Edgartown continues push for Norton Point OSV access

State’s new regulations prompt town officials to find alternative access points to Norton Point Beach.

The Edgartown Conservation Commission has approved additional OSV access points to Norton Point Beach. —Paulo DeOliveira

The Edgartown Conservation Commission unanimously approved alternate access points for Norton Point Beach Wednesday afternoon, in response to new state regulations that prohibit over sand vehicle (OSV) access within 50 yards of protected shorebird nests.

Norton Point, a barrier beach stretching over two miles, connects Edgartown to Chappaquiddick, and serves as a habitat for protected wildlife, along with being an ideal location for fishing and recreation. It is owned by the county and had been managed by the Trustees of Reservations (TTOR) since 2006 before coming under Edgartown’s management in April. 

In order to secure that management and to begin allowing vehicle access on the beach, Edgartown officials needed approval from the National Heritage and Endangered Species Program of the state’s fisheries and wildlife division, which ensures protection of endangered and protected species. 

Last month, the state gave its approval of the town’s beach management plan, but also included a new order of conditions that restrict OSVs from coming within 150 feet of endangered shorebird nests.

Not only do the new conditions exceed the buffer zone that’s been previously required by law per the 1993 Wetlands Protection Act, but because of the beach’s width, some officials said it could have the potential to cut off access entirely. 

On Wednesday, Edgartown Conservation discussed potential access points, including from the ocean side of the beach, which would allow the town to avoid encroaching on the buffer for bird habitat.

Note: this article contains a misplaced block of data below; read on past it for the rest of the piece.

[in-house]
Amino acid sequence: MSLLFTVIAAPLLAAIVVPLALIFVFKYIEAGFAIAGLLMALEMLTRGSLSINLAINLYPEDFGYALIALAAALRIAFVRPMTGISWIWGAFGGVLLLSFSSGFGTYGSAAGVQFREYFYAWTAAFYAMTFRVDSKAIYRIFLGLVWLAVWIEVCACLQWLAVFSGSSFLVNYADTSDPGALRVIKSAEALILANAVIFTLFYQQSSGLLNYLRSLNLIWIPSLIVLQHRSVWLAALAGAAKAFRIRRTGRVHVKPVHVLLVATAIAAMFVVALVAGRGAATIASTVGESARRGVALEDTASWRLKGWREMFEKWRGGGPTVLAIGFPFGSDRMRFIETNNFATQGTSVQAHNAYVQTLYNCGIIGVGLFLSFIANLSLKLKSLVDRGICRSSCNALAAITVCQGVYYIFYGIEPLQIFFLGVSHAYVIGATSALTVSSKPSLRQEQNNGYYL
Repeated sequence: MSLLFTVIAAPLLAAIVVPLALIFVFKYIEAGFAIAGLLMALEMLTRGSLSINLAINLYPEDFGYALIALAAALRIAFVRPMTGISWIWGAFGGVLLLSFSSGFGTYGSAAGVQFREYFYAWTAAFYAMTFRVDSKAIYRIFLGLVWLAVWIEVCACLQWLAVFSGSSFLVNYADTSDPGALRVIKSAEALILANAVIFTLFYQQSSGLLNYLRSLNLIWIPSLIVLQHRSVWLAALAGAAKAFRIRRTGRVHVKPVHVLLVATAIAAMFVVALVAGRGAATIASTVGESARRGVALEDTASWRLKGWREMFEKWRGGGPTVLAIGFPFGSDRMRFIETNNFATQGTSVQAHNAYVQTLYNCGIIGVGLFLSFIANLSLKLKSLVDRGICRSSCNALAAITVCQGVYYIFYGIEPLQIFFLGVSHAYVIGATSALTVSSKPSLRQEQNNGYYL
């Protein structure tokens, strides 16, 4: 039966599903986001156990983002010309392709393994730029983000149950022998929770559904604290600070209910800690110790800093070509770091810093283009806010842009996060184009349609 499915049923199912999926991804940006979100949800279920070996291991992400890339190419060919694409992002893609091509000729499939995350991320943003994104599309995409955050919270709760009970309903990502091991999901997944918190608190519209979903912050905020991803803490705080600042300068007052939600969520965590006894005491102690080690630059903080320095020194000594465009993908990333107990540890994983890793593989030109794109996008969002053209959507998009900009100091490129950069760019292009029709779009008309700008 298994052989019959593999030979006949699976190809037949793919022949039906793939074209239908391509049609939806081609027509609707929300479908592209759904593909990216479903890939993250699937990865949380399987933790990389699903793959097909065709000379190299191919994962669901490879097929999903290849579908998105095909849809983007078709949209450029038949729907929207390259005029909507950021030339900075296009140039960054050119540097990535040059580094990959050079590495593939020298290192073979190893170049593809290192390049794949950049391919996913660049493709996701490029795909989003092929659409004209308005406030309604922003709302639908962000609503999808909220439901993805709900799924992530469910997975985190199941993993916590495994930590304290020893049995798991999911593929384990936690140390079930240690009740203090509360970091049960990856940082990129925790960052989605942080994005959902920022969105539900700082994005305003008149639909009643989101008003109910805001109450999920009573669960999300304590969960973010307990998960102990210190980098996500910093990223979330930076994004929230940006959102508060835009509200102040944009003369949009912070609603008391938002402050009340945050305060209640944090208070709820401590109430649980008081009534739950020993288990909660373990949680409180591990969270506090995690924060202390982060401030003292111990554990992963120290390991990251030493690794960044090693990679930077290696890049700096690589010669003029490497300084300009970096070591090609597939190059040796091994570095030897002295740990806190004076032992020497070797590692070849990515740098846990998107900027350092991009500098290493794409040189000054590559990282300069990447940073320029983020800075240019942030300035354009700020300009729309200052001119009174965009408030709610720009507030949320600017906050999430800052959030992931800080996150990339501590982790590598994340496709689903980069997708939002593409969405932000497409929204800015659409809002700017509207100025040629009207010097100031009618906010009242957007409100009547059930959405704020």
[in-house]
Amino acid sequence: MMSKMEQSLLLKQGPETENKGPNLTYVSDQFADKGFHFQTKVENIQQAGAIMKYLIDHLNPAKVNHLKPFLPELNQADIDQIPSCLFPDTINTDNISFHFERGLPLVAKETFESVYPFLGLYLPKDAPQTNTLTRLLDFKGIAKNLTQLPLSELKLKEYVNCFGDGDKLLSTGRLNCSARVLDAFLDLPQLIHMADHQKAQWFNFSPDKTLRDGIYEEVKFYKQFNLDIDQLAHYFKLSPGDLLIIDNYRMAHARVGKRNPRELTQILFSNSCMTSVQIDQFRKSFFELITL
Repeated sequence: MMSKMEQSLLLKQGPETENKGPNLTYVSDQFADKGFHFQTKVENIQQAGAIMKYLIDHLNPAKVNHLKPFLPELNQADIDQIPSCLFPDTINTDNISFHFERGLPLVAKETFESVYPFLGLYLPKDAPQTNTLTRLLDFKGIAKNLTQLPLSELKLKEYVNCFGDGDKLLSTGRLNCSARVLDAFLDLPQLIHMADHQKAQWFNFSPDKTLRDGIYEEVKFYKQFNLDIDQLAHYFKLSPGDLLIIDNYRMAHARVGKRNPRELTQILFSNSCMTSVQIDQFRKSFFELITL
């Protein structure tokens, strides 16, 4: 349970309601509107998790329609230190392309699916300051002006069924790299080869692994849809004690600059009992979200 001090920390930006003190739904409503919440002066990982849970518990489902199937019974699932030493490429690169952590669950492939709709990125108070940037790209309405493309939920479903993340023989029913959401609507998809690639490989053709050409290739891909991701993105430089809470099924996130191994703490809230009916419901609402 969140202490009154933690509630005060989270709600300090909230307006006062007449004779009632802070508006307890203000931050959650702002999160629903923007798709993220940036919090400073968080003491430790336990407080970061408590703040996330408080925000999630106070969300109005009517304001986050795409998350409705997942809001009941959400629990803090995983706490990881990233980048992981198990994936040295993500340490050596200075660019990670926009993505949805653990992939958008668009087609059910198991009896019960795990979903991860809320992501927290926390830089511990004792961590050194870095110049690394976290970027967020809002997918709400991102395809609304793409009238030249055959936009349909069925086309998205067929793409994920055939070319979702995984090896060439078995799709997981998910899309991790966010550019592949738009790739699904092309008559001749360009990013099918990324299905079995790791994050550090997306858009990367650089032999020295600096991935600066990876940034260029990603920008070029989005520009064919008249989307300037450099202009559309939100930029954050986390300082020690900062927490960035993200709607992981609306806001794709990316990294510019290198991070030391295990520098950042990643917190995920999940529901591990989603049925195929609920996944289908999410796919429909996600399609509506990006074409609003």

The area being considered was previously not considered in the town’s notice of intent to the state, since it was assumed it’d be a more popular nesting area for protected species. 

However, Edgartown Conservation Agent Jane Varkonda said there’s been no listed or unlisted shorebird activity yet at the location. 

“We thought it’d be bird heaven,” she said, noting it has been a spot where birds have traditionally nested. But “so far no bird has been interested in setting up shop there.” 

The proposal essentially calls for the creation of a new road from the interior trail out to the ocean side of the beach, Edgartown conservation agent Jane Varkonda said. The alternative access, which would allow for two-way traffic, has so far garnered support from state officials, although the town still awaits the formal greenlight. 

Officials say they expect to get the final approval shortly and hope to open the beach to OSV access as soon as possible.

Varkonda noted the charge of stewards of Norton Point is a careful balancing act.

“We need to protect the birds and get some sort of access to the beach at the same time,” she said.


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